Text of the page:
The clinic, which is based in Burbank but accepts patients from outside the city, provides services to children of low-income families who are uninsured or only have Medi-Cal, Gorman explained. Families with insurance don’t have to pay the clinic directly, while those without insurance pay $25 per visit.
Many families that have Medi-Cal sometimes find that there aren’t any dental providers they can turn to, she said, meaning the clinic has the opportunity to fill the service gap.
The clinic offers other services besides in-house care and school screenings, including allowing students interested in a career in dentistry to volunteer at the nonprofit. Gorman estimated that around 50 or 60 students who have worked with the clinic have gone on to attend dental school.
“Volunteering is so important during this time especially, but I think it’s a rewarding opportunity for many people,” she said.


Gomez is one such volunteer turned worker. After graduating from John Burroughs High School in 2013, the Burbank resident knew she was interested in the field. But it wasn’t until she started volunteering at the clinic that she knew the work was something she wanted to do.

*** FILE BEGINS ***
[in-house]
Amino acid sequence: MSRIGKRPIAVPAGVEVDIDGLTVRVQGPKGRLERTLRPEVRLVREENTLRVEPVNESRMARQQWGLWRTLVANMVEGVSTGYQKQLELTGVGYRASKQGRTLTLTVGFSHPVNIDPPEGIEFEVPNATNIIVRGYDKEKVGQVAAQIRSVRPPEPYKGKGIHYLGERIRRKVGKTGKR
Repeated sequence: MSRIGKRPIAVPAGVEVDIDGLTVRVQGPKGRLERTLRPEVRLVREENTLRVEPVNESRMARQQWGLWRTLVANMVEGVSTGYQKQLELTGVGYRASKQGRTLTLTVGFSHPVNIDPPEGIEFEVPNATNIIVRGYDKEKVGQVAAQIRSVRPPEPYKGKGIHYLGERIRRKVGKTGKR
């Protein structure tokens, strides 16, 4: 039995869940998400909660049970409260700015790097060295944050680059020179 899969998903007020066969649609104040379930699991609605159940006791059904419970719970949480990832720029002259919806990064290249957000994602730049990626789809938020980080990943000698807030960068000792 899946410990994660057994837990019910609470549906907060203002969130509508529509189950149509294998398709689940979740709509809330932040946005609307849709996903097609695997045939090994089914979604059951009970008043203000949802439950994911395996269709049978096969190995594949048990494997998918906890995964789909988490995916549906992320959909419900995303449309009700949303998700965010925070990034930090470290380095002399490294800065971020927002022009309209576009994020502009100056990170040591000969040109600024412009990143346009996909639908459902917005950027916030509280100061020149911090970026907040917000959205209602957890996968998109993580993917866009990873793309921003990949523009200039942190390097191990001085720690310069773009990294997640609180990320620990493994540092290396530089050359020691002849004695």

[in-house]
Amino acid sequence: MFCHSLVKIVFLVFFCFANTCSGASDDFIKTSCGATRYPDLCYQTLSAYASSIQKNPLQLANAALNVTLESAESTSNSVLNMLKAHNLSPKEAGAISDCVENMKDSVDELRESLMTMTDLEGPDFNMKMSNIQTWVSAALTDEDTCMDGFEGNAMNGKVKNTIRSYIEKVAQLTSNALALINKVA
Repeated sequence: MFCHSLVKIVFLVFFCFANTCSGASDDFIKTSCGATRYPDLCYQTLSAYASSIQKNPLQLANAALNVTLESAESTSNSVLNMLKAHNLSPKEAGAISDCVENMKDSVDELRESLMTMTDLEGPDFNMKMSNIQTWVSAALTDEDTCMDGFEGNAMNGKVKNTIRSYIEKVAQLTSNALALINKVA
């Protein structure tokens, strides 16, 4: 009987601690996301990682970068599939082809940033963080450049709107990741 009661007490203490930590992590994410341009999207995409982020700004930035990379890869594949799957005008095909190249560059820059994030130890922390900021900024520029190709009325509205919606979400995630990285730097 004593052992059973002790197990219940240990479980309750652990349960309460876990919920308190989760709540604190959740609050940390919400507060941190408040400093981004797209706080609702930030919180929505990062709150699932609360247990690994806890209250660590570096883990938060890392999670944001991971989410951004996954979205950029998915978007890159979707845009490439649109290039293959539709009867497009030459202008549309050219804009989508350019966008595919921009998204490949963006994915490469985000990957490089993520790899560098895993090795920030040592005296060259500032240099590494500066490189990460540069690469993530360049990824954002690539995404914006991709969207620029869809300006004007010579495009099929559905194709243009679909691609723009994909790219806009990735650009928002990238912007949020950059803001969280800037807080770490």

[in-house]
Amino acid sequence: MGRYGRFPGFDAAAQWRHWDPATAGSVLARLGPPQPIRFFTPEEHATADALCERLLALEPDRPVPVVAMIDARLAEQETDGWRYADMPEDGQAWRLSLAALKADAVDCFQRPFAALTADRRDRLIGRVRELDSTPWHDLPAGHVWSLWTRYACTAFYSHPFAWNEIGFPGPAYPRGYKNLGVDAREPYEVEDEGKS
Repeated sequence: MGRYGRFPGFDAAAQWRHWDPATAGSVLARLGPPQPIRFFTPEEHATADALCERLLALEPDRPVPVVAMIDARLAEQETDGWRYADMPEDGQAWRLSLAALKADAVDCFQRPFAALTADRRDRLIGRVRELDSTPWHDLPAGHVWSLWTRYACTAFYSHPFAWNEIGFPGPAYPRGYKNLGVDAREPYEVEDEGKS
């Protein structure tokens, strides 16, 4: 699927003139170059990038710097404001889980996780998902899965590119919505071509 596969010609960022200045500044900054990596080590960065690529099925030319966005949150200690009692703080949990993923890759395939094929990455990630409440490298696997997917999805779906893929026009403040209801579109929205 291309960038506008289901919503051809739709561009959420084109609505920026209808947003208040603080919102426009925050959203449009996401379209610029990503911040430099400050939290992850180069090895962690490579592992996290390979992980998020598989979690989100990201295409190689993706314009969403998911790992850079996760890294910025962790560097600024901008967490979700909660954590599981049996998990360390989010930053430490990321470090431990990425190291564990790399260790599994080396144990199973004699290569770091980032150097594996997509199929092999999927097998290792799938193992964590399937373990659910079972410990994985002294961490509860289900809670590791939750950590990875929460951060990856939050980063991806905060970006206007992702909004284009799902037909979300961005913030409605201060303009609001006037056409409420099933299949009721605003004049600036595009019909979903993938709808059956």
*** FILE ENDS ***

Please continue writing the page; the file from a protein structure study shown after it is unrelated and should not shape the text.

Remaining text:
She was there for about a year, even taking an X-ray class there. When she started taking dental hygiene classes at USC, she was well-prepared for the radiology course.
“I got to meet a lot of different dentists to see how they work with the kids,” she said in a phone interview. “It’s just been a great experience. I’m very thankful that I got to meet them.”
Gomez later returned to the clinic as a dental assistant, and is planning to apply to dental school and become a dentist. She likes building relationships with patients, she explained, and interacting with the children is her favorite part of her current job.
“A couple of weeks ago I was talking to [a girl] while the dentist was working with another patient,” she said. “I had sat her down, I was asking her about her school … and at the end of her [visit] she came to me and she said, ‘I just want to thank you for talking to me because it really made me feel more comfortable.’